Darth Vader “force” chokes a man, blows up a planet, attacks his own son, and commits all sorts of evil in the original Star Wars series. In some sense, he’s a typical “bad guy” in today’s movies, which almost always showcase the good, moral people fighting valiantly against the evil, immoral “bad guys.” However, this type of plot is surprisingly new in the history of human stories, as Catherine Nichols discusses in this article.
Modern people are obsessed with morality – despite the widespread immorality. That may sound odd, but it is an often repeated pattern. Throughout Church history, an unhealthy fixation on one thing – whether it be doctrinal or moral – often led to some kind of heresy. Some of the most bizarre heretical groups were also some of the most morally strict (for further study, look up Marcionism and Montanism).
In the movies, TV shows, and even mythology of the modern era, there are clear cut lines between the good guys and the bad guys. The good guys share some set of moral values that are superior to the bad guys, who are often pursuing greed, power, or some other vice.
While we should appreciate the good where we see it, in the mythology of modern entertainment there lies a hidden danger. There’s the obvious problem that morality will not save us – we will not moralize our way into a peaceful, utopian world. However, a deeper problem also exists. This false dichotomy of “good guys vs. bad guys” tends to dehumanize those who do not fit into our own morally superior group. Nichols, whose article I referenced above, wrote the following:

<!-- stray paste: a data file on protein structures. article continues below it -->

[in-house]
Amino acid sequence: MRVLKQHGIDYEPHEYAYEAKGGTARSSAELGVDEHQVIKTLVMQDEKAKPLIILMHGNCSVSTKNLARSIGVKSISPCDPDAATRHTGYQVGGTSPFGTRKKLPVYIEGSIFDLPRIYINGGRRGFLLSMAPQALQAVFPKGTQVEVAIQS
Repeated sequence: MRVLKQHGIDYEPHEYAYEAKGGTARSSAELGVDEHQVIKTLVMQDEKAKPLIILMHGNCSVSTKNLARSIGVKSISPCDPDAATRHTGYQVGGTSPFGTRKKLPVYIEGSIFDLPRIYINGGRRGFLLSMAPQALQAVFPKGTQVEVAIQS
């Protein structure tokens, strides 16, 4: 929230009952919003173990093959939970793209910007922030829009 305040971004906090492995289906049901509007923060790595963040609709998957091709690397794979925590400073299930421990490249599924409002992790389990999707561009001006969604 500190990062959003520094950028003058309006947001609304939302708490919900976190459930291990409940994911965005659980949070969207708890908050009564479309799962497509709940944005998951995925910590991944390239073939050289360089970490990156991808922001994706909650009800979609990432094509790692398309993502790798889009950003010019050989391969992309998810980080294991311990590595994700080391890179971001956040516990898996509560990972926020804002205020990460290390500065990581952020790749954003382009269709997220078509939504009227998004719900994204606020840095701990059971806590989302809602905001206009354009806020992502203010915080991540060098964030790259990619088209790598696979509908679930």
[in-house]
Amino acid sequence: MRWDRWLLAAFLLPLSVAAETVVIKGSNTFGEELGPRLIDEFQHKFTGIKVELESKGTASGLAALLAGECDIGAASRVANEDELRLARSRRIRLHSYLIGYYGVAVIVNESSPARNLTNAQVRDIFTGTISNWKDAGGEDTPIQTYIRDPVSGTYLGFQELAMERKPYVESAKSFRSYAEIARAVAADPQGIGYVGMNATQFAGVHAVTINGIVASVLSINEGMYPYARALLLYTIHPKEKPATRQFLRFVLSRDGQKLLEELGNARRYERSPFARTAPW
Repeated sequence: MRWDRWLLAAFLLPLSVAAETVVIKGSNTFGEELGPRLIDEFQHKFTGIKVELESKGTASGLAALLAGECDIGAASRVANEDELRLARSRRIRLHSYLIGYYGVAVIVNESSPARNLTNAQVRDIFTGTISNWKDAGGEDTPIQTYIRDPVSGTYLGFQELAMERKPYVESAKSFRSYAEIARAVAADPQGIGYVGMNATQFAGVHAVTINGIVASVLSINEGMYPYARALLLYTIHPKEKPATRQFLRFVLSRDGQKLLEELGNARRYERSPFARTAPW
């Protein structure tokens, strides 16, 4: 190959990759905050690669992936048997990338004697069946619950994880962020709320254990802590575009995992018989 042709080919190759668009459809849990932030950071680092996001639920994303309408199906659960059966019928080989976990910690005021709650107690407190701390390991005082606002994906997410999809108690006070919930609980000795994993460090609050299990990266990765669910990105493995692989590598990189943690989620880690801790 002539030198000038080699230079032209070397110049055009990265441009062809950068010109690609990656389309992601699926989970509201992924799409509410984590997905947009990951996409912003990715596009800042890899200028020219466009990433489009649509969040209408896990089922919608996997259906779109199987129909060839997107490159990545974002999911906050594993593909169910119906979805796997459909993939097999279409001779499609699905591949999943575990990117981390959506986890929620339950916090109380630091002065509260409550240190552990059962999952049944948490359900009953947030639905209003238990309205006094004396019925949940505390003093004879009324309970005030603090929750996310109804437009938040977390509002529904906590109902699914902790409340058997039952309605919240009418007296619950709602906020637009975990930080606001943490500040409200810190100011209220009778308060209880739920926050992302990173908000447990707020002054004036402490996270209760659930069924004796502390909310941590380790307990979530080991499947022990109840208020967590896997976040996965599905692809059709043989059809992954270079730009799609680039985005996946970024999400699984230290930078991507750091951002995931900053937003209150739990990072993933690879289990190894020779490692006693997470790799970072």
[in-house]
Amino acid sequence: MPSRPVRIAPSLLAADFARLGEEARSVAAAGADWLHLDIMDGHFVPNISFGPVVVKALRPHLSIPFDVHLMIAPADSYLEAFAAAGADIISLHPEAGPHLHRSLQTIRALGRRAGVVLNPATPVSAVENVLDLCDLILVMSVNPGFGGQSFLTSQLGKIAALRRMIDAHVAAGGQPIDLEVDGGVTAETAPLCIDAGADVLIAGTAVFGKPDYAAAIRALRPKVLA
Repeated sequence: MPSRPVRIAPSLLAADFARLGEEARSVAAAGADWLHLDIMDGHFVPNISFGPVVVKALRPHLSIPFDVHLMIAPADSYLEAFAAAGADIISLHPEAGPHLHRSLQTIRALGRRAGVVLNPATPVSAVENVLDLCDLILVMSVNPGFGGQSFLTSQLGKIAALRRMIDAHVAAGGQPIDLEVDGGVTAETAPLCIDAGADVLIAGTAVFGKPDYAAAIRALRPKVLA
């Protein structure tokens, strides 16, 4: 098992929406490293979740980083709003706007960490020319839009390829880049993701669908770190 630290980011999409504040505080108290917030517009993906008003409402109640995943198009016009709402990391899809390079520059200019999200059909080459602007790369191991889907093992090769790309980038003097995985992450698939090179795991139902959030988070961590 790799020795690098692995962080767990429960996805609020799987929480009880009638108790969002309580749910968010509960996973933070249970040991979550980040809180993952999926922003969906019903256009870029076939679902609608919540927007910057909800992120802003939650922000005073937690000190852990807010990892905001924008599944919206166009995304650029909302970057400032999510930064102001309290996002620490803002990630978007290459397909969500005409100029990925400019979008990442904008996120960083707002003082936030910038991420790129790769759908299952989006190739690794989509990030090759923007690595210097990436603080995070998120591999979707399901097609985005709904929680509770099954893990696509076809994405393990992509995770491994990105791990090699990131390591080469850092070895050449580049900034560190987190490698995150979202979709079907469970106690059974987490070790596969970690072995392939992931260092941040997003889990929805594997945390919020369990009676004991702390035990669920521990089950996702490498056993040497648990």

When I talked with Andrea Pitzer, the author of One Long Night: A Global History of Concentration Camps (2017), about the rise of the idea that people on opposite sides of conflicts have different moral qualities, she told me: ‘Three inventions collided to make concentration camps possible: barbed wire, automatic weapons, and the belief that whole categories of people should be locked up.’
When we read, watch and tell stories of good guys warring against bad guys, we are essentially persuading ourselves that our opponents would not be fighting us, indeed they would not be on the other team at all, if they had any loyalty or valued human life.
A HALF TRUTH
The modern mythology of good guys and bad guys sticks, culturally, because it resonates with some truth, but it does not tell the whole story. In the New Testament Scriptures, we see our Lord dividing the sheep and goats, images of a fiery lake in which the evil ones are thrown, and the New Jerusalem coming down from the heavens in which all the righteous dwell in peace. Those of us who are spiritually blind may be tempted to think, If only all of the bad people would join my side or be eliminated, then this world would be a better place.
And people literally believe that. Communism led to 80+ million deaths in Russia alone, six million Jews died in the Holocaust, and countless others have died due to the dreams of idealists. Religions are effected too. The Jehovah’s Witnesses teach that in the end, Christ will lead an army – like a general – and kill off all of the people who will not submit to his rule in the battle of Armageddon. The world will then be at peace because all of the bad people will be gone.